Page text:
So I started walking. I went to the gym because Paula was doing rehab, and I have kept on going.

I got one of those fitbit things for my birthday back in October and as of today I am nearing a million steps on it. I still am not “healthy” as a normal person by any means, but I think having these youngsters and now a new baby have kept me from going downhill. Instead I have come uphill a bit. I still go to sleep all the time. Rue was poking me this morning while she was sitting in my lap in my chair saying “Wake up Papa…wake up”

I have beautiful teenage granddaughters I want to see graduate from high school, and a young adult granddaughter I want to see get a good start on life. I’m trying to teach Auttie a little guitar too. She’s doing really good.

Not even to mention my three children who are my friends and my dear wife. We have a fiftieth wedding anniversary coming up in a few years, and I got to make plans to be here for that. I think we are going to Disney world.

Yet…my goals are all attainable short range deals. One day at a time, and stack them up like bricks at a kiln.

So, I’ll leave the stuffed animals where they are for now, and the rock pile too. They will remind me of the two who put them there and how much I love them….and how much I love them all.

Loving Familiar Places

I walked around town in the mist and drizzle yesterday. It was one of my better walks in a long while, despite the weather. I felt strong and the lungs and heart were good, so I did almost five miles.

I always long to be outside. I started out yesterday going down towards the river, but then reversed my course and went down the sidewalk on Park Avenue. (It’s always better to walk with the wind at your back!) That old sidewalk along Park avenue is the same one which has been there all of my life. It is a bedrock of memories for me. I remember walking to school down that concrete path when I was as young as eight years old. I continued to walk that way until we moved in 1962 up to eigth street and then I walked from there to school. There was very little danger in a young kid walking to school back in 1958. We didn’t think a thing about it.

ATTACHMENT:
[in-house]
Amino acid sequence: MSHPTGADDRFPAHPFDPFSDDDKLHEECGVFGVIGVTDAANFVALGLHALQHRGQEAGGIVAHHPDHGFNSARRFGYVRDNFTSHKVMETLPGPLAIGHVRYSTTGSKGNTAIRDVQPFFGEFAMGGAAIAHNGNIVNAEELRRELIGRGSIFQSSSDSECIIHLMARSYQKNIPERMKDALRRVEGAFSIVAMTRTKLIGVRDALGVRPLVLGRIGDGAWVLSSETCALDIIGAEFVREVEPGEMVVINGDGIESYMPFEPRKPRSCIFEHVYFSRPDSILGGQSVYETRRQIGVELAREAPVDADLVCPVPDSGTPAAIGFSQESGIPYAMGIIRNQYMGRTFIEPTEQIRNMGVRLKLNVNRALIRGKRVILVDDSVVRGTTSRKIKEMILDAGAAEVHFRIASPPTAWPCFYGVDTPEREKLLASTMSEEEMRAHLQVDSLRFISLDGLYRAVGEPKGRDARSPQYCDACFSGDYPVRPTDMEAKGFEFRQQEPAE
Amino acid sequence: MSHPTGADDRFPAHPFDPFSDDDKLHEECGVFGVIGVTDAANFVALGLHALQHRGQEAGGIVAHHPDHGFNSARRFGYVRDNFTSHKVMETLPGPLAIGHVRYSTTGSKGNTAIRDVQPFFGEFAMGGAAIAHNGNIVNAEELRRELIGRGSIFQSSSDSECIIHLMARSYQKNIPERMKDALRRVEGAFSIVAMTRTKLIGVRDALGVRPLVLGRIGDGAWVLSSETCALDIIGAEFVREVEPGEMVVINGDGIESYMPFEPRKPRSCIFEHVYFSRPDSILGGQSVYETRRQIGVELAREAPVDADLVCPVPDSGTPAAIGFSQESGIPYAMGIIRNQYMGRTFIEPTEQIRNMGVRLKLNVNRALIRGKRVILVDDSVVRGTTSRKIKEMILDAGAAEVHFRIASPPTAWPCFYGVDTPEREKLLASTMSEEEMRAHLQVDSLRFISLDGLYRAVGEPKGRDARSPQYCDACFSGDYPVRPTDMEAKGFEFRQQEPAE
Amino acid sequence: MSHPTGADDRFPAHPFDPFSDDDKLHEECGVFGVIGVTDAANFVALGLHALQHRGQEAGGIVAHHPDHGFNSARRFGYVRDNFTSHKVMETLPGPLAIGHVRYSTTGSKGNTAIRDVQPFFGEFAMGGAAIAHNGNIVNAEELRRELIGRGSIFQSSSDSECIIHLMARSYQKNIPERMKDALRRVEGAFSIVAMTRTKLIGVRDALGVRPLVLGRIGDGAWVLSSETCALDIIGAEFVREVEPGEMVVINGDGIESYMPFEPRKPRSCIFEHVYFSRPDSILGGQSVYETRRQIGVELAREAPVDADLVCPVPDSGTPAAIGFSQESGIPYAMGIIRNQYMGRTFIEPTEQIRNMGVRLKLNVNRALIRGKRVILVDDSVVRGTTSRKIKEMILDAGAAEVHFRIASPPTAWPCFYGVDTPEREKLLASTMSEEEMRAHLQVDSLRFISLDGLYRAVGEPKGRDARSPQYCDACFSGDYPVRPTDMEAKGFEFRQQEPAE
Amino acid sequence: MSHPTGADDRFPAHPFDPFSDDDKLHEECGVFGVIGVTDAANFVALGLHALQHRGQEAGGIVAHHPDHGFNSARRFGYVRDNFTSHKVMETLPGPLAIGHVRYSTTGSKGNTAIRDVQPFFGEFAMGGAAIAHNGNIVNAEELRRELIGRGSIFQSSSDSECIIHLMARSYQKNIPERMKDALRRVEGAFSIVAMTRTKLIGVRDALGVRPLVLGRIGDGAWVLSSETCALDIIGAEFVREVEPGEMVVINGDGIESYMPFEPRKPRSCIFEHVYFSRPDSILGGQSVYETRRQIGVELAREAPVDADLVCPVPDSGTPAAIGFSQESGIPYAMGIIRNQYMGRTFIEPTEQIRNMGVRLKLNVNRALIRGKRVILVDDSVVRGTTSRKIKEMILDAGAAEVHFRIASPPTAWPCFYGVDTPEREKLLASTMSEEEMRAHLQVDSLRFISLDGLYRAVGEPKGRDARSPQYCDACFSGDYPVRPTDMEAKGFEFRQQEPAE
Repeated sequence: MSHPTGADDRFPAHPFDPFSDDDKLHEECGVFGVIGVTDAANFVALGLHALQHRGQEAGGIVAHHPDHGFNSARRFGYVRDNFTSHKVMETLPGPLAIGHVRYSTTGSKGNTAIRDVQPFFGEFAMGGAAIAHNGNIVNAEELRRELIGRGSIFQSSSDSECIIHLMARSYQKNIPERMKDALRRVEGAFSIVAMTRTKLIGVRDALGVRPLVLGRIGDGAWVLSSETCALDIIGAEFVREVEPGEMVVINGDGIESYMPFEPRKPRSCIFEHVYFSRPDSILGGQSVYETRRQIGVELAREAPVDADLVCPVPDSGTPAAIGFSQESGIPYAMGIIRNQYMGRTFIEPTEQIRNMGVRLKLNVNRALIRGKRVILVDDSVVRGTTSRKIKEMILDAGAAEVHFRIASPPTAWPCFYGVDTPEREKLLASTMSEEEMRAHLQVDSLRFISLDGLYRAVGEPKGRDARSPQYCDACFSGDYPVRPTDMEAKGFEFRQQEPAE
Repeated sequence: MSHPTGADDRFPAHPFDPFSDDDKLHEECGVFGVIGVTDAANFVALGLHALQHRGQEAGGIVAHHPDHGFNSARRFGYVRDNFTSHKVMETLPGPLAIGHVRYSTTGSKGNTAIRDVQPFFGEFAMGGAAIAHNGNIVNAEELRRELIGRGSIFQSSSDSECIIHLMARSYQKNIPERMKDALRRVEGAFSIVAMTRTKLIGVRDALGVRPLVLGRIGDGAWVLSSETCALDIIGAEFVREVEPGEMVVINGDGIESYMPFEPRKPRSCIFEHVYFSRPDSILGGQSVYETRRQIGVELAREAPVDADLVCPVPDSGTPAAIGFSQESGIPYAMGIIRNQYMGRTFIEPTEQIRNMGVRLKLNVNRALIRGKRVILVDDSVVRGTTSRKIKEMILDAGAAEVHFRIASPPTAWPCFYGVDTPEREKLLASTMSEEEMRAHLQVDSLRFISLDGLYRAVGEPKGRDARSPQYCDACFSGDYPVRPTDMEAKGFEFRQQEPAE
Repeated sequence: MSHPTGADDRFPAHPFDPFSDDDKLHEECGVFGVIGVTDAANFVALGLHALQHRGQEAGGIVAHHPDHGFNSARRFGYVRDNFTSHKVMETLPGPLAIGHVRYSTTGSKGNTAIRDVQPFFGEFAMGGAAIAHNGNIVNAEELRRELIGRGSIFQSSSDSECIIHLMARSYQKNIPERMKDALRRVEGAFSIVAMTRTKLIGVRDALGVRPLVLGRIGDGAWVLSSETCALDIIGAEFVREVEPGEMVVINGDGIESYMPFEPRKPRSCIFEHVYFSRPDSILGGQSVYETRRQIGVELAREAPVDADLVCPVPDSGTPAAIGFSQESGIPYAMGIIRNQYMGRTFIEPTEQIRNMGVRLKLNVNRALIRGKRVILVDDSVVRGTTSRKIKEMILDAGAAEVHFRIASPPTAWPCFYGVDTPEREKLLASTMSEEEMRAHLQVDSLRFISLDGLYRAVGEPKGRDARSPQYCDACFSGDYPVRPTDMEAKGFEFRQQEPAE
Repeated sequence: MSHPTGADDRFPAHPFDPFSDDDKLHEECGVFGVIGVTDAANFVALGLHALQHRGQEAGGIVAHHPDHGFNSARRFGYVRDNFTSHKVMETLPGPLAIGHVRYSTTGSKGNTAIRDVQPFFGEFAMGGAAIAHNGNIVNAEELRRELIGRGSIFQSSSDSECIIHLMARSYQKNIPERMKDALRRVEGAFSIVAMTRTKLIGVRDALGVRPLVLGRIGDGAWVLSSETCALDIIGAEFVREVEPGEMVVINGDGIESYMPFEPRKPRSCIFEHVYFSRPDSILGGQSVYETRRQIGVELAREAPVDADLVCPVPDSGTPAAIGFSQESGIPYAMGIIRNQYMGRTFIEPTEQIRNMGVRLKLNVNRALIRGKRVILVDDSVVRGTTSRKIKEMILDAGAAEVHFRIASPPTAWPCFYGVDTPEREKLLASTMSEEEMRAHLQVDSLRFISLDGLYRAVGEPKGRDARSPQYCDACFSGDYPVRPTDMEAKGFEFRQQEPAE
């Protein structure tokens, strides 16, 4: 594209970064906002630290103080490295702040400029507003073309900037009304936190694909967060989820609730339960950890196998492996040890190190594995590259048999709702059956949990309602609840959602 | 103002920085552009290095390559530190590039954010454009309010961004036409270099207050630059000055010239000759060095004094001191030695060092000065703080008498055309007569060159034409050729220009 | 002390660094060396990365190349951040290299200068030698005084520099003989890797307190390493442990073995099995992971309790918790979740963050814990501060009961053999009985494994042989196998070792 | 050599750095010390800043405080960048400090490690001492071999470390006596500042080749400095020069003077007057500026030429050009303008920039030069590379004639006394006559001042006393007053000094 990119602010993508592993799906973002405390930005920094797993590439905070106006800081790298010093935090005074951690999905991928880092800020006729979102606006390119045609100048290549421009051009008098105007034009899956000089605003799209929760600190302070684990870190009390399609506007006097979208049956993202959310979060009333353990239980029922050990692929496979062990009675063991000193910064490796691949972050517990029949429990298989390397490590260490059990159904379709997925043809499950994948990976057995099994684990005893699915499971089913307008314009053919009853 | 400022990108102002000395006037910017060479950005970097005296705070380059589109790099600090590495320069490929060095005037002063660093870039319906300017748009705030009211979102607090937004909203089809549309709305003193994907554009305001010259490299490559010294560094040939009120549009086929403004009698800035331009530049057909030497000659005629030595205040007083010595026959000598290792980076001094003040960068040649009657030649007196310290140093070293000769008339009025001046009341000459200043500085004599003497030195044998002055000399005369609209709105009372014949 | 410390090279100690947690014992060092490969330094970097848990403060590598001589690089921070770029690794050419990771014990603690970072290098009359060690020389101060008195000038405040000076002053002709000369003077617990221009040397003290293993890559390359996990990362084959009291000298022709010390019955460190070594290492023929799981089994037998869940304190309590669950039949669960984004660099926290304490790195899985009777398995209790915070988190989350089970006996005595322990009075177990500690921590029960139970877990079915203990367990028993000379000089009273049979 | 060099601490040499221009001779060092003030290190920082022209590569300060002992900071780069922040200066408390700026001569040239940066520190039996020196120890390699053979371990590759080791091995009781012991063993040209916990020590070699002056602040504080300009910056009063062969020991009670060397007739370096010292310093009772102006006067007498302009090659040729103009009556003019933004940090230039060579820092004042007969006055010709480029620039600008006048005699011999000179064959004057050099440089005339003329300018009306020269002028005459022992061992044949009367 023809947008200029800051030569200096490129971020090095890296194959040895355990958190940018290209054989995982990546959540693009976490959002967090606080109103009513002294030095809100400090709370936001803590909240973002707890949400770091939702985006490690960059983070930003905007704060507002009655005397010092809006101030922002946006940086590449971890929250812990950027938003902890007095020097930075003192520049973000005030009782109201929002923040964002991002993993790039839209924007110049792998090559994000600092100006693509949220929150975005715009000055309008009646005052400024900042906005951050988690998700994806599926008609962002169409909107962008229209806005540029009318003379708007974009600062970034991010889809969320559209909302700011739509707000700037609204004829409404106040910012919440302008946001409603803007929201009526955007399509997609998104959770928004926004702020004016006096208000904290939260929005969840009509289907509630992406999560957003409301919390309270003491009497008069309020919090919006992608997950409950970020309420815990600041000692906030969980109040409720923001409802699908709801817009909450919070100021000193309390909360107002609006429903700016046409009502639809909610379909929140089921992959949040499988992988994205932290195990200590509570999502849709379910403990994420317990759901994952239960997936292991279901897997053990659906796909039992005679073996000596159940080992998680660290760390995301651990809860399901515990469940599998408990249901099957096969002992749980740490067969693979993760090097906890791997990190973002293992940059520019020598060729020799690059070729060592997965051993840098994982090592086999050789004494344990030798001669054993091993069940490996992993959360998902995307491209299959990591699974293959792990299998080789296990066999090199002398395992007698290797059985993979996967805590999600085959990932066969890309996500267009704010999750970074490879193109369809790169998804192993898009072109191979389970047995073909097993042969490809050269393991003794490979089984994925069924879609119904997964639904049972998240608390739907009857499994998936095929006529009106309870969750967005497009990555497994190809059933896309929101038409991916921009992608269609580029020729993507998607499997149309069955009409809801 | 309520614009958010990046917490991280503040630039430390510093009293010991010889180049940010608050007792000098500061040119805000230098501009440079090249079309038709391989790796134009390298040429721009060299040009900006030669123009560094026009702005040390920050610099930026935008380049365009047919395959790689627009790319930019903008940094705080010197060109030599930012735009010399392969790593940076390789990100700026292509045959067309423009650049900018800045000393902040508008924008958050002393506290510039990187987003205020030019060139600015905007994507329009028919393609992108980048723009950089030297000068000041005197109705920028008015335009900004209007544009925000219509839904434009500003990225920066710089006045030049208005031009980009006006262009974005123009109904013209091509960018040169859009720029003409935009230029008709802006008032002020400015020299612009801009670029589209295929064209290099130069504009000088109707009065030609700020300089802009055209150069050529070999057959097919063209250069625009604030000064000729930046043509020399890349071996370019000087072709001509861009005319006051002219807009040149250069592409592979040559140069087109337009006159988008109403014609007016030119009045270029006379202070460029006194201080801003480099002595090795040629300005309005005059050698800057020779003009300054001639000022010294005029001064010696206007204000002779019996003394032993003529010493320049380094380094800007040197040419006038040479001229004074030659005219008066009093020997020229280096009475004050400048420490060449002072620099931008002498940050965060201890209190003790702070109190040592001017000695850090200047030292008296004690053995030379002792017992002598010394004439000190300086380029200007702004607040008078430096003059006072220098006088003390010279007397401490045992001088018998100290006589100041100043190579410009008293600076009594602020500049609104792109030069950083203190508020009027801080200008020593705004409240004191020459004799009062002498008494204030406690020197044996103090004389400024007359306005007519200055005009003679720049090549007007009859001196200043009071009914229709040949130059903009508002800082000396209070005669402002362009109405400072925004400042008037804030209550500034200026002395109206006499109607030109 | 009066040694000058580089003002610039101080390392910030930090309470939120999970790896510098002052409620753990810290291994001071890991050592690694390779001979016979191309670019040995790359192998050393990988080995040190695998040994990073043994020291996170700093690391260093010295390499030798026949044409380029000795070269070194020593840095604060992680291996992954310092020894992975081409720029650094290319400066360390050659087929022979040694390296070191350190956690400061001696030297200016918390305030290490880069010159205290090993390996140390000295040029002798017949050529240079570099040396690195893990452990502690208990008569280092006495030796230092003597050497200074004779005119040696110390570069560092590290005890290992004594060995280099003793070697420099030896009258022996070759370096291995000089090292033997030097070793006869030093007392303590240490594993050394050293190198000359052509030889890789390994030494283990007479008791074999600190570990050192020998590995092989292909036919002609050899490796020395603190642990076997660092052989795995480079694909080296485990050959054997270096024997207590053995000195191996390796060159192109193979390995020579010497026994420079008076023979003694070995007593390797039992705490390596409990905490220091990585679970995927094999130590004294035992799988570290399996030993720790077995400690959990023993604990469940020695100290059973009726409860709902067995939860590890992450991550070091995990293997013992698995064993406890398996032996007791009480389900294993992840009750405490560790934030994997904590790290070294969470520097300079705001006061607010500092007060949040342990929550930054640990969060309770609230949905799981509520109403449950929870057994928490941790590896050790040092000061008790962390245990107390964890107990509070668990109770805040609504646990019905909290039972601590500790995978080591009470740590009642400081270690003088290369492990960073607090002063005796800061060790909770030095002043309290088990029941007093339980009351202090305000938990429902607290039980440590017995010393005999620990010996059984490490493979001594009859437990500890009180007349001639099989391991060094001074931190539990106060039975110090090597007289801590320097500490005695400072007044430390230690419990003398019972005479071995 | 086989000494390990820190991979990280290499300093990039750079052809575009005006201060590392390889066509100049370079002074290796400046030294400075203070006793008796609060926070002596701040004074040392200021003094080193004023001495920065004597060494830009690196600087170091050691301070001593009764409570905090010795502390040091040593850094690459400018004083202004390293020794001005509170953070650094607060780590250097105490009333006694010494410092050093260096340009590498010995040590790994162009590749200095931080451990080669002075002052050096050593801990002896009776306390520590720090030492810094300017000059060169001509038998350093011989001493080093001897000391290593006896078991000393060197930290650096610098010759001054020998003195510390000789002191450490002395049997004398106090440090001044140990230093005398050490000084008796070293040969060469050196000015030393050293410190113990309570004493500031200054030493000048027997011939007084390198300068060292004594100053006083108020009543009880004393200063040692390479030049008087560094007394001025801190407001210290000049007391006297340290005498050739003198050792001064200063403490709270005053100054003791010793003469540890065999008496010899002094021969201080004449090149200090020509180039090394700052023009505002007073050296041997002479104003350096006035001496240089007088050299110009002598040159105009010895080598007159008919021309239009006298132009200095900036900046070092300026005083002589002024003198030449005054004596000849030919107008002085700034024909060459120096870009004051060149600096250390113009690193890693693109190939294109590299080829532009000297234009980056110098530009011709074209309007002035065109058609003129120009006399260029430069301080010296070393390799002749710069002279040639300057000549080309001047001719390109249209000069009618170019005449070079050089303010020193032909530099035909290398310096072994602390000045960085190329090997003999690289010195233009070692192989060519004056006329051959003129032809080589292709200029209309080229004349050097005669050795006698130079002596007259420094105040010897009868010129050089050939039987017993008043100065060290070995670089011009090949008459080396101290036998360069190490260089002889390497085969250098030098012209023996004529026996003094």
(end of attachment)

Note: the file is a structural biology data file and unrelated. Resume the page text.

I also remember going that way on Saturdays down to the old theatre to sit all afternoon watching some Cowboy movie, or a rare Science fiction fare. Dad always told me to just stay on that path and not wander off, and I would be fine. I always was.

I remember going towards school that way one terrible morning when my Mom had her first nervous breakdown, and how she ran after me that day…scared that something was going to happen to her. So much sorrow yet to come, and as that day unfolded and I had not the least idea of how to handle what was taking place. I had no idea that I would soon be staying with my Grandparents for a few months while Mom was in the State hospital. How I wish we had the treatments available back then that we have today.

But I love the outdoors, in all places, but especially familiar places.

I remember my friend who lived on that street who passed away much too young. I remember that he wanted to be outside as he was dying. He sat in his front yard, bundled up in coats and blankets looking at the wonderful world around him. The sky and the clouds. The rain and the sun. I know he did not wish to leave it, and my heart broke for him.

If I had a choice, which I know that few of us do, I would choose to die outside under the full moon and a sky quilted with billions of stars, on warm summer’s night…..gazing up into the Universe beyond where we exist and wondering what lies ahead.